BDR Administration

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(Using a physical clone)
m (Removing a node)
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== Removing a node ==
 
== Removing a node ==
  
Until automation for this is added, you will need to manually:
+
The process to remove a node is
  
* Delete the node from all configuration files
+
* Remove mention of the node from all configuration files
 
* Stop all nodes  
 
* Stop all nodes  
* Start all nodes.
+
* Start all nodes (note this is not the same thing as restarting all nodes)
* Delete the node from <tt>bdr_nodes</tt>  
+
* Delete the node record from <tt>bdr_nodes</tt>  
 
* Drop all slots that point to the removed node
 
* Drop all slots that point to the removed node
 
=== Gracefully removing a running node ===
 
 
See above.
 
 
=== Recovering from unplanned node loss ===
 
 
See above.
 
  
 
== Syncing all nodes ==
 
== Syncing all nodes ==

Revision as of 12:51, 2 July 2014

Contents

BDR administration tasks

Tasks a BDR admin might need to do.

Installing BDR

Discuss.

From packages

From source

To install BDR from sources you need to check out the sources, then and install PostgreSQL like normal. The only difference from a normal PostgreSQL install is that you'll need to install the contrib/btree_gist and contrib/bdr extensions.

Assuming that you want to install it in your home directory for testing purposes, you would install the development tools for your operating system/distro, then run:

To install the BDR extension and all the other "contrib" modules, you'd then run:

  • (cd contrib/btree_gist && make && make install)
  • (cd contrib/bdr && make && make install)

or to instead install all contribs (useful for widely used extensions things like hstore) instead just:

  • (cd contrib && make all)
  • (cd contrib && make install)

Adjusting your environment

Once you have BDR installed you will want to make sure that the BDR versions of PostgreSQL's binaries like pg_ctl, postgres and initdb are on your PATH.

You can do this per-command by writing (eg):

   PATH=/path/to/bdr/bin:$PATH pg_ctl ...

but it's generally more convenient to add the path to your .bash_profile. BDR's psql is unchanged from that in regular 9.4, as is the network protocol, so there won't be compatibility issues.

Just edit $HOME/.bash_profile and append:

   PATH=/path/to/bdr/bin:$PATH

Replace /path/to/bdr with the path you specified as --prefix to configure when you compiled BDR.

To test, close and re-open your terminal or run bash -l then run:

   psql --version

and it'll print:

   psql (PostgreSQL) 9.4_bdr0601

or similar if you're using a version with the BDR patches.

Creating the first node

You can make your first BDR node by creating a new data directory (a new PostgreSQL "cluster") or upgrading an existing 9.4 install for use with BDR.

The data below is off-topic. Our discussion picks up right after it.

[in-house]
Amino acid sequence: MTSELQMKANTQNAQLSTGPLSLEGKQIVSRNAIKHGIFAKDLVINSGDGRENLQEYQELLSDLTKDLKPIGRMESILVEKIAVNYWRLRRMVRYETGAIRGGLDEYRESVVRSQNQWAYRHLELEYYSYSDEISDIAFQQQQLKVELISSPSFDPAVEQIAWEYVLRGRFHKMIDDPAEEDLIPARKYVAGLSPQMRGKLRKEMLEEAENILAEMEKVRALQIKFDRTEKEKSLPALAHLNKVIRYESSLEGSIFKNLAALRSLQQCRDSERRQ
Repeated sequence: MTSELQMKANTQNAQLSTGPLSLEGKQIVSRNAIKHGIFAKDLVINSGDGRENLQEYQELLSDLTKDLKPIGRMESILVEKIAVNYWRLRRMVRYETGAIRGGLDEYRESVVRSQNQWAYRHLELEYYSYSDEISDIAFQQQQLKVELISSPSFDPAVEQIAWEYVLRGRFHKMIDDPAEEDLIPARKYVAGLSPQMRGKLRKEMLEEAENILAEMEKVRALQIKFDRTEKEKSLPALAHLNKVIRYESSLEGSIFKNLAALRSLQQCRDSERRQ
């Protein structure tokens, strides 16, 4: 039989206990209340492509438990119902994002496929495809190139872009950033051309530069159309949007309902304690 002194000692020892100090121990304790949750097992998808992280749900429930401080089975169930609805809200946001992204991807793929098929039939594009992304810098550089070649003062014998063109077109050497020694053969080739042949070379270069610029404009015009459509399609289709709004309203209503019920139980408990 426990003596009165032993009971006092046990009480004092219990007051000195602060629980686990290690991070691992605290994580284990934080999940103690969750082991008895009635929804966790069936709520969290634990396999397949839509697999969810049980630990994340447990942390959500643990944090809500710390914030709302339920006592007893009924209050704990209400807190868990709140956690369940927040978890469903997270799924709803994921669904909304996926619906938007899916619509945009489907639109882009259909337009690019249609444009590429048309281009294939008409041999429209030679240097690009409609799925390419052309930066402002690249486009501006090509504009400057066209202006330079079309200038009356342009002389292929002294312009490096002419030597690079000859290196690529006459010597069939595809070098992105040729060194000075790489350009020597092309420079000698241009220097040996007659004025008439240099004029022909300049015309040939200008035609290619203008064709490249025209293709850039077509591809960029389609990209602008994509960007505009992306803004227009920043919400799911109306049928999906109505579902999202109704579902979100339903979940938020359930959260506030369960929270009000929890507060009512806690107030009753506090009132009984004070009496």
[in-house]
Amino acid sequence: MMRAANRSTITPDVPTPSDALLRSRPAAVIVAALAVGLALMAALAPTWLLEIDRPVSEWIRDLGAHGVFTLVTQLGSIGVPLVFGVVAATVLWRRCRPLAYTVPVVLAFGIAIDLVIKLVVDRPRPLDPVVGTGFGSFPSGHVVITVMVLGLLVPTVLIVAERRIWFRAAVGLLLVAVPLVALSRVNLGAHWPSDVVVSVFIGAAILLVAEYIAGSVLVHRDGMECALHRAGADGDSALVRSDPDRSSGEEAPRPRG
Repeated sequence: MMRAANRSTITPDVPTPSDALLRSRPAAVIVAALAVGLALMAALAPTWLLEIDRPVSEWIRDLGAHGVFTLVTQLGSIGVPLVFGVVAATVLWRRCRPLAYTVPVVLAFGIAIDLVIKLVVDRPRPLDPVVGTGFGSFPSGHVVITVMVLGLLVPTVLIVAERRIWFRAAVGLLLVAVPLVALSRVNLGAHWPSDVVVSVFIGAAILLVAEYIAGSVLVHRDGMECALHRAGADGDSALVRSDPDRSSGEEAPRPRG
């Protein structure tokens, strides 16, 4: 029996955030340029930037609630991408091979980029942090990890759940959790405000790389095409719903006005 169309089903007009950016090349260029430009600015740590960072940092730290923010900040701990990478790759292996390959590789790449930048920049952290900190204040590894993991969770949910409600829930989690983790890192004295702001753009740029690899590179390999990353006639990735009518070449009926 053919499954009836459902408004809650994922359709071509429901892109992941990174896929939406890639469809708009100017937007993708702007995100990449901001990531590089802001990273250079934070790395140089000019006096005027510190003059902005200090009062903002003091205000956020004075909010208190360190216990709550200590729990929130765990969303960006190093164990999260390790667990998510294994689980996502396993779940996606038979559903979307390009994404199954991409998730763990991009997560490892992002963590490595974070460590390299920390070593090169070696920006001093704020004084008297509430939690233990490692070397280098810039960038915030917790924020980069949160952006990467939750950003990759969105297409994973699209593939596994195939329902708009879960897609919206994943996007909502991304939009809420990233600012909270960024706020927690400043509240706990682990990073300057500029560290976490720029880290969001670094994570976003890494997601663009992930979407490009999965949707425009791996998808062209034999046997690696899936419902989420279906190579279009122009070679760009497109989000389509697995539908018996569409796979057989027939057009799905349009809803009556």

New data directory

On RPM distros like RHEL/CentOS/Fedora you will need to run service postgresql-9.4bdr initdb to actually create the data directory. Your data directory will be /var/lib/pgsql/9.4bdr/data. You can skip to the next step after running that command.

On Ubuntu/Debian your data directory will be in /var/lib/postgresql/9.4bdr/main/data (Ubuntu, Debian). It has already been created for you so you can skip to the next step.

If you installed from source you need to initialize a new PostgreSQL data directory yourself. Run:

initdb --version

to check that it prints a version with "bdr" in it. If it doesn't, re-check the steps in adjusting your environment, above.

Then:

initdb -D $HOME/bdr-data -U postgres --auth-host=md5 --auth-local=peer

which will make the data directory.

Upgrading a 9.4 data directory

BDR will come with scripts to upgrade a 9.4 data directory to 9.4bdr or convert a 9.4bdr data directory back to plain unpatched 9.4.

Pending.

Adding a node

Pending.

Using a physical clone

The pg_basebackup utility can be used to create initial copy of the cluster from one of the existing nodes.

After the initial copy has been created, the postgresql.conf needs to be updated for current node (see Parameter Reference and Bi-Directional Replication Use Cases for more info. The important part is to set bdr.<connection_name>_init_replica for the connection(s) pointing to the cluster which was used as origin for pg_basebackup.

The bdr_init_copy utility which is provided as part of BDR has to be used to start the node for the first time - it will bring the node to consistent state with rest of the nodes.

Using a logical copy

Discuss init_replica, initdb vs CREATE DATABASE on an existing server.

Removing a node

The process to remove a node is

  • Remove mention of the node from all configuration files
  • Stop all nodes
  • Start all nodes (note this is not the same thing as restarting all nodes)
  • Delete the node record from bdr_nodes
  • Drop all slots that point to the removed node

Syncing all nodes

Pending.

Finding a lagging node

If a node doesn't keep up it can cause slots to fall behind and pg_xlog on other nodes to fill. Monitoring by admin should prevent this.

Dealing with full pg_xlog

If a slot doesn't progress, pg_xlog can fill up. Admin must deal with this problem.

Backups

BDR backups are no different to regular PostgreSQL - you can use pg_dump, pg_basebackup, pg_start_backup/rsync/pg_stop_backup with archiving, a file system level atomic snapshot, PgBarman, or whatever suits you.

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